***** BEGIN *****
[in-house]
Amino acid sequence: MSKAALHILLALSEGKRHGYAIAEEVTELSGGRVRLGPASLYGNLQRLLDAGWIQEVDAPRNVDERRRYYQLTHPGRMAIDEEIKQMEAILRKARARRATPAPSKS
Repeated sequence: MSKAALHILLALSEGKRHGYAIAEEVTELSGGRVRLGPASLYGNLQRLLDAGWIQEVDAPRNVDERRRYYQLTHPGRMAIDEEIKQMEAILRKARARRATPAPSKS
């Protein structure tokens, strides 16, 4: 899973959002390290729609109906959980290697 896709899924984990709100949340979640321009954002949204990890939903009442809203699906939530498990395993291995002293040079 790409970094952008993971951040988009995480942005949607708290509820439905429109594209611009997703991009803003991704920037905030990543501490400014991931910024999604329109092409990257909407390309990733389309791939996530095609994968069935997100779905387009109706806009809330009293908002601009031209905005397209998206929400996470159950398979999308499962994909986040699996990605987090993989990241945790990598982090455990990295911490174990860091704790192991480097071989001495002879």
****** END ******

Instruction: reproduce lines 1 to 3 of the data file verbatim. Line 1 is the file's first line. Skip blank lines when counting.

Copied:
[in-house]
Amino acid sequence: MSKAALHILLALSEGKRHGYAIAEEVTELSGGRVRLGPASLYGNLQRLLDAGWIQEVDAPRNVDERRRYYQLTHPGRMAIDEEIKQMEAILRKARARRATPAPSKS
Repeated sequence: MSKAALHILLALSEGKRHGYAIAEEVTELSGGRVRLGPASLYGNLQRLLDAGWIQEVDAPRNVDERRRYYQLTHPGRMAIDEEIKQMEAILRKARARRATPAPSKS